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Rep. Lamar Smith Statement; Hearing on Mars 2021 Flyby Mission

Press Release From: House Committee on Science, Space, and Technology
Posted: Thursday, February 27, 2014

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For Immediate ReleaseMedia Contacts: Zachary Kurz

February 27, 2014

(202) 225-6371

Statement of Chairman Lamar Smith (R-Texas) Hearing on Mars Flyby 2021: The First Deep Space Mission for the Orion and Space Launch System?

Chairman Smith: At a fundamental level, space exploration--the mission of NASA--is about inspiration. This inspiration fuels our desire to push the boundaries of the possible and reach beyond our own pale blue dot.

For years, I have heard countless stories of how NASA inspired students to study math, chemistry and physics and adults to become scientists and engineers. However, some of these same people now feel that NASA no longer inspires them, their children or grandchildren.

Mankind's first steps on the Moon are a distant memory. And, with the retirement of the Space Shuttle, NASA now is paying Russia $70 million per seat to transport American astronauts to the International Space Station.

There's a sense that America is falling behind, with our best days behind us. Today, America's finest spaceships and largest rockets are found in museums rather than on launch pads.

Regrettably, the Obama administration has contributed to this situation. Within a few months of taking office, the President canceled NASA's plans to return astronauts to the Moon. And in its place, the President proposed a robotic and human mission to an unnamed asteroid.

NASA's own advisory group on asteroids derided this plan as "it was not considered to be a serious proposal."

At a hearing before this Committee, all of the witnesses questioned the merits of the proposed mission. While consensus on Capitol Hill might be hard to find, there is general agreement that the President's asteroid retrieval mission inspires neither the scientific community nor the public, who would foot the bill.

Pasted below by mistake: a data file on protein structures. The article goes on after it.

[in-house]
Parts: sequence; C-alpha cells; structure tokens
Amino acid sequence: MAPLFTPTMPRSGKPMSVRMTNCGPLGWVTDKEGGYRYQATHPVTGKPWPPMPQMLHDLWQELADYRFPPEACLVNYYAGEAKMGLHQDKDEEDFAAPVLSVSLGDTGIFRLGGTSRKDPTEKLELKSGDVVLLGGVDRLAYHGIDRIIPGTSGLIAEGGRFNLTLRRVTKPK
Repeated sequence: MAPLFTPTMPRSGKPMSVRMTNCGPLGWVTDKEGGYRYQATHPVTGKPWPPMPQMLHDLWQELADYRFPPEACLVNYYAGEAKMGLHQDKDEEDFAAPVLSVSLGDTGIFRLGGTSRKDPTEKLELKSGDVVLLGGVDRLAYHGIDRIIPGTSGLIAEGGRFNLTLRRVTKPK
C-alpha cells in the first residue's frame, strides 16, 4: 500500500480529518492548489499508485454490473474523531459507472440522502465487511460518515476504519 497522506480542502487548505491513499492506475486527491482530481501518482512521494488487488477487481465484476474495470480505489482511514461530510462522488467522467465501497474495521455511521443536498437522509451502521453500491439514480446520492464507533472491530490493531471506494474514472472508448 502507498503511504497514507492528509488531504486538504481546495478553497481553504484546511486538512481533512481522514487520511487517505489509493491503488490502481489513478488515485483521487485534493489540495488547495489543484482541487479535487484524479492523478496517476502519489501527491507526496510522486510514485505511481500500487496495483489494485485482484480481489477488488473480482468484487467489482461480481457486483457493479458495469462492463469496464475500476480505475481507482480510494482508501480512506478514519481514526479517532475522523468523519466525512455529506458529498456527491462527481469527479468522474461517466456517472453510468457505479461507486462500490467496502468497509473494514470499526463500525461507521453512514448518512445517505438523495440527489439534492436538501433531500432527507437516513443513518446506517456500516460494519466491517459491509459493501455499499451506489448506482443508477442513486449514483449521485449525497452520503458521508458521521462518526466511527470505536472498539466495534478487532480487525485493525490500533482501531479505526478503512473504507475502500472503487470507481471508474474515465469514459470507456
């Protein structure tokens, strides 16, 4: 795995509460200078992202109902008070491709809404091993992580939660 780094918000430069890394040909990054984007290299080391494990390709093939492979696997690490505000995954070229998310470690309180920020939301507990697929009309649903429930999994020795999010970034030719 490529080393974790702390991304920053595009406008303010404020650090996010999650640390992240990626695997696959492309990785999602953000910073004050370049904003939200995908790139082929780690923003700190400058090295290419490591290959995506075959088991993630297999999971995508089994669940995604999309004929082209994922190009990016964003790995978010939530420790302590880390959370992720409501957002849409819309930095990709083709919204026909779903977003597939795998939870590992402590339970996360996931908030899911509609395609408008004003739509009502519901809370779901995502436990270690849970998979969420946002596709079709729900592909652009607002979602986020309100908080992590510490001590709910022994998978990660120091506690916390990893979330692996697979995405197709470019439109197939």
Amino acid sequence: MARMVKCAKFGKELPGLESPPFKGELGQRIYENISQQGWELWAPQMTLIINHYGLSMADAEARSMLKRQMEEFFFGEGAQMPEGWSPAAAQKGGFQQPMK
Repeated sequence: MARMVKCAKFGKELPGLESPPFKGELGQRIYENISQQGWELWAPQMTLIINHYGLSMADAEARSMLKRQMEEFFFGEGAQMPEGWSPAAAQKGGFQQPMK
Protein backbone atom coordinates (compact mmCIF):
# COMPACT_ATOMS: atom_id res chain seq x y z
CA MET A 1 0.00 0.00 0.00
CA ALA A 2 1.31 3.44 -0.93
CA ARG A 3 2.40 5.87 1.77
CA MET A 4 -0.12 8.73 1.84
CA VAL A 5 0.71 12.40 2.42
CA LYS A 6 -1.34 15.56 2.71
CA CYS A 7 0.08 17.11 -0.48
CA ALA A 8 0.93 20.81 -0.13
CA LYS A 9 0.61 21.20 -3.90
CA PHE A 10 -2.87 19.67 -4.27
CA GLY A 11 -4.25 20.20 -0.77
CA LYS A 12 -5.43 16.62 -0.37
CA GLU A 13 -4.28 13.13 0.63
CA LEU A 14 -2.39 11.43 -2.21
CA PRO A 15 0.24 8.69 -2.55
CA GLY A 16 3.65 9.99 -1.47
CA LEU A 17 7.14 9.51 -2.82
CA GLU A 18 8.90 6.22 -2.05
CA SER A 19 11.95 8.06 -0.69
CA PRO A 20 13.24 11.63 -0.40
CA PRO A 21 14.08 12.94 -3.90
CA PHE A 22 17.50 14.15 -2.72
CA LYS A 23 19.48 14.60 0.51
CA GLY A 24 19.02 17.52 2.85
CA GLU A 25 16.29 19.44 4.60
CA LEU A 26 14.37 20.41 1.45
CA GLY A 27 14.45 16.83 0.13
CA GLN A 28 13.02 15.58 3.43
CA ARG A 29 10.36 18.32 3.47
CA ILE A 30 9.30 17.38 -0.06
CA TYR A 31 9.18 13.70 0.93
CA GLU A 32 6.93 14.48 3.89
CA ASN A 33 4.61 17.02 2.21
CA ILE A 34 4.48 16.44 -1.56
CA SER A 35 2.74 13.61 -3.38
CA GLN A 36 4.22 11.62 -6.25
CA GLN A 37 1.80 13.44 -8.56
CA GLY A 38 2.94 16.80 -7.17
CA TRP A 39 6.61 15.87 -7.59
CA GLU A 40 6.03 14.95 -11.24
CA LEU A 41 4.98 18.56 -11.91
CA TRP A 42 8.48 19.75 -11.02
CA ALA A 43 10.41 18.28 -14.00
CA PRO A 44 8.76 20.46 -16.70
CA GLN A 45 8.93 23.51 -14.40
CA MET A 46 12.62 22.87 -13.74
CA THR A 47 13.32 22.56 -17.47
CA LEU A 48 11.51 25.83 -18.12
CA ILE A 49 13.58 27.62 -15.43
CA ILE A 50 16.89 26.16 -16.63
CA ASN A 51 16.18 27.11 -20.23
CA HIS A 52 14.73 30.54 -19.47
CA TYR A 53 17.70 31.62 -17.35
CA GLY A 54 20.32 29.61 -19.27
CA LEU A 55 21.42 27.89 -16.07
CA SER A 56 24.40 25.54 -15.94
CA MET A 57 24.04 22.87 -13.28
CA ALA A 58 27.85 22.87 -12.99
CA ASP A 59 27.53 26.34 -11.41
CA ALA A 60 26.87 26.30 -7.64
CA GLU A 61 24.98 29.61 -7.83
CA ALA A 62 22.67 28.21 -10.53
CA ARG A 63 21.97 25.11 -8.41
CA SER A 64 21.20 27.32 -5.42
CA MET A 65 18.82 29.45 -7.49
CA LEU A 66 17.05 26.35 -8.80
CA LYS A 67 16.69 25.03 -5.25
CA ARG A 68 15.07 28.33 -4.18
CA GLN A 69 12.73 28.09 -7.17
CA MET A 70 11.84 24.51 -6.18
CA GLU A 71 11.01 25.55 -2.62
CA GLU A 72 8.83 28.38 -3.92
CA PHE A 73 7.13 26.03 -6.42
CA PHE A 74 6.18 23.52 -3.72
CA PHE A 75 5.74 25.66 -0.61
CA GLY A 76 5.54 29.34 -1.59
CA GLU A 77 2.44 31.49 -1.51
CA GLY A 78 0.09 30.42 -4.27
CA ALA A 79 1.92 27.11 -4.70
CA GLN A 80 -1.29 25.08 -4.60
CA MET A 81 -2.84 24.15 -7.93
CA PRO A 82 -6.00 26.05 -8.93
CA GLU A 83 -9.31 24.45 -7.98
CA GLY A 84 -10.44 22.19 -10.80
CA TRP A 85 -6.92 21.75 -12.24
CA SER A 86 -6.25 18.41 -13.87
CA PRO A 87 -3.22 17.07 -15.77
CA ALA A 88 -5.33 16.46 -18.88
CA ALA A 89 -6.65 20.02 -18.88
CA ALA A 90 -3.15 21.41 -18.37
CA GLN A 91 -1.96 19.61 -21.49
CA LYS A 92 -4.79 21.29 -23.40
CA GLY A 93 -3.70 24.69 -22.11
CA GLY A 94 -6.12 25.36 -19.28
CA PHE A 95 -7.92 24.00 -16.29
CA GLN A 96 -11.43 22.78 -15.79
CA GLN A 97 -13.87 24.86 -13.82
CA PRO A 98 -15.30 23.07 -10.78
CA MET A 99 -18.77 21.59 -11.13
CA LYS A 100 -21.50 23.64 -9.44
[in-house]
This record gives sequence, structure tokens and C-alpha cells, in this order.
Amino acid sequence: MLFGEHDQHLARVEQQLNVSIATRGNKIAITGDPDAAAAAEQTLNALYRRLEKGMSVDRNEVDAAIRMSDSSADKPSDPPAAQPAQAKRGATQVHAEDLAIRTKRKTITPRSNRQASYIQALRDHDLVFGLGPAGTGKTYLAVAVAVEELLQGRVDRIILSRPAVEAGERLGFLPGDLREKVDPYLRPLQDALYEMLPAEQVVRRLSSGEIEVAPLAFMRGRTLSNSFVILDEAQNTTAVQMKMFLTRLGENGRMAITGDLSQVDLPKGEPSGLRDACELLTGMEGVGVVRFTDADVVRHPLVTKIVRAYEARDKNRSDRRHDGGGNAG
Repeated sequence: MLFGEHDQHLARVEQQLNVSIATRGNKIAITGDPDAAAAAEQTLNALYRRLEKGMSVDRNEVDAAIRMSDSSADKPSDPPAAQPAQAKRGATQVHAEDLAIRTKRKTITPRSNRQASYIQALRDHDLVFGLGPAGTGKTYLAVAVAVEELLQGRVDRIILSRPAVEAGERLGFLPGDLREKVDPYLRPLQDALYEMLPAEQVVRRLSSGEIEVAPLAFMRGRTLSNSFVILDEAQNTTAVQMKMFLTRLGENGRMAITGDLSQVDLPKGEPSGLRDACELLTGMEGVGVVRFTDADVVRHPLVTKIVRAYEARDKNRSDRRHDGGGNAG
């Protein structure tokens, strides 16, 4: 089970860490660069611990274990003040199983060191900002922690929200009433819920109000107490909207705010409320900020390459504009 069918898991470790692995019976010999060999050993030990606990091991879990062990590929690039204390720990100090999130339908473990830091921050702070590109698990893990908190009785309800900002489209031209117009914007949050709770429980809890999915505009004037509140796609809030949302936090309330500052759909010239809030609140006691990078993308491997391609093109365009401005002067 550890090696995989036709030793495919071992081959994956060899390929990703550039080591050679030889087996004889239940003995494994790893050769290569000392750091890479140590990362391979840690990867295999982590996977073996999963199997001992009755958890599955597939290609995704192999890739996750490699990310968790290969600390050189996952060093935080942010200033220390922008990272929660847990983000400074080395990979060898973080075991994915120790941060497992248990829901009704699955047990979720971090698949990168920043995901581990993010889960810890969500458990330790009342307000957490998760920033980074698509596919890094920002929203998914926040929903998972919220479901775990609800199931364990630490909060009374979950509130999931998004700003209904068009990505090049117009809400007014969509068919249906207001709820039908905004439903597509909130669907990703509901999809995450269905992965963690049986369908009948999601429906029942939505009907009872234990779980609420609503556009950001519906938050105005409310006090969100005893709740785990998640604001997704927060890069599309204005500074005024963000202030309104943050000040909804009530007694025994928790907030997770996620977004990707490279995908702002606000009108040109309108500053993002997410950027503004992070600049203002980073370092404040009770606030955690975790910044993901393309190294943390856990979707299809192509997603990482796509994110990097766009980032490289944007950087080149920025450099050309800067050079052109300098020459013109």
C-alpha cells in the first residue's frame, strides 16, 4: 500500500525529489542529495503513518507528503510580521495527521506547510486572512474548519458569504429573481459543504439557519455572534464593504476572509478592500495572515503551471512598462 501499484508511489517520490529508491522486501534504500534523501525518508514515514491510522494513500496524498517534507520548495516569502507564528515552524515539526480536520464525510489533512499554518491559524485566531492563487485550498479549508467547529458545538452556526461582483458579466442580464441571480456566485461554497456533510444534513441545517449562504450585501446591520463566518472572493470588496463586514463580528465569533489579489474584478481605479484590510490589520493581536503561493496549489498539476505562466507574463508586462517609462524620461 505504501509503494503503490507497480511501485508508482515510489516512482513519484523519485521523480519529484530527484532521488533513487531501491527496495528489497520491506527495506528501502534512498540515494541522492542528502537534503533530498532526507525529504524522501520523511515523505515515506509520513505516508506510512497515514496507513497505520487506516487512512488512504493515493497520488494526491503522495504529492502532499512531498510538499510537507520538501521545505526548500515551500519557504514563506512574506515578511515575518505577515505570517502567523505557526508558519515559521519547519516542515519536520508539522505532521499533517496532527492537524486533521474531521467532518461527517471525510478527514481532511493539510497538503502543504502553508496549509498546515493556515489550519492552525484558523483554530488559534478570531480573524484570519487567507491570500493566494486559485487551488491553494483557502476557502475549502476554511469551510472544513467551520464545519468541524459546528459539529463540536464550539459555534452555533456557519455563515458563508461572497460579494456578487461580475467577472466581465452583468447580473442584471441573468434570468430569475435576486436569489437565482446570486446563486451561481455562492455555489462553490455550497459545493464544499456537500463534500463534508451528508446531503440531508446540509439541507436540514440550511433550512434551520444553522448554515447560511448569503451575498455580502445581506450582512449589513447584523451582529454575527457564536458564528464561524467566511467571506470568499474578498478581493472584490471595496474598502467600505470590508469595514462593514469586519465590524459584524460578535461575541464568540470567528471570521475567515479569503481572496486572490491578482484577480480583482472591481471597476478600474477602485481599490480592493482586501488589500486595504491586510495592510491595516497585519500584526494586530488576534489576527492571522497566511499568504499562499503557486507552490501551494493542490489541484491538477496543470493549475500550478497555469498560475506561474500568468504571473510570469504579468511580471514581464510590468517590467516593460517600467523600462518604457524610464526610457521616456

So, what is an inspiring mission? Maybe a journey to Mars. The Red Planet has long intrigued mankind. A Mars Flyby with two astronauts onboard NASA's Orion crew vehicle could use the Space Launch System that NASA is developing.

This flyby would take advantage of a unique alignment between Earth and Mars in 2021 that would include a flyby of the planet Venus. This alignment minimizes the time and energy necessary for a flyby. Under the 2021 proposal, a trip to Mars would take roughly a year and a half instead of two to three years.We are not the only nation interested in extending humanity's reach into the Solar System. One of the space-faring nations will reach Mars first. The question is whether it will be the United States or China or Russia.

Great nations do great things. President Kennedy's call to the nation wasn't just about reaching the Moon, it was a reminder that we are an exceptional nation. We must rekindle within NASA the fire that blazed that trail to the moon.

The future of this nation's exploration efforts lead to Mars. The first flag to fly on another planet in our solar system should be that of the United States.

NASA, the White House and Congress should consider this Mars Flyby mission proposal. It will focus NASA's energy and talent over the next decade, and most importantly, it will inspire our nation.

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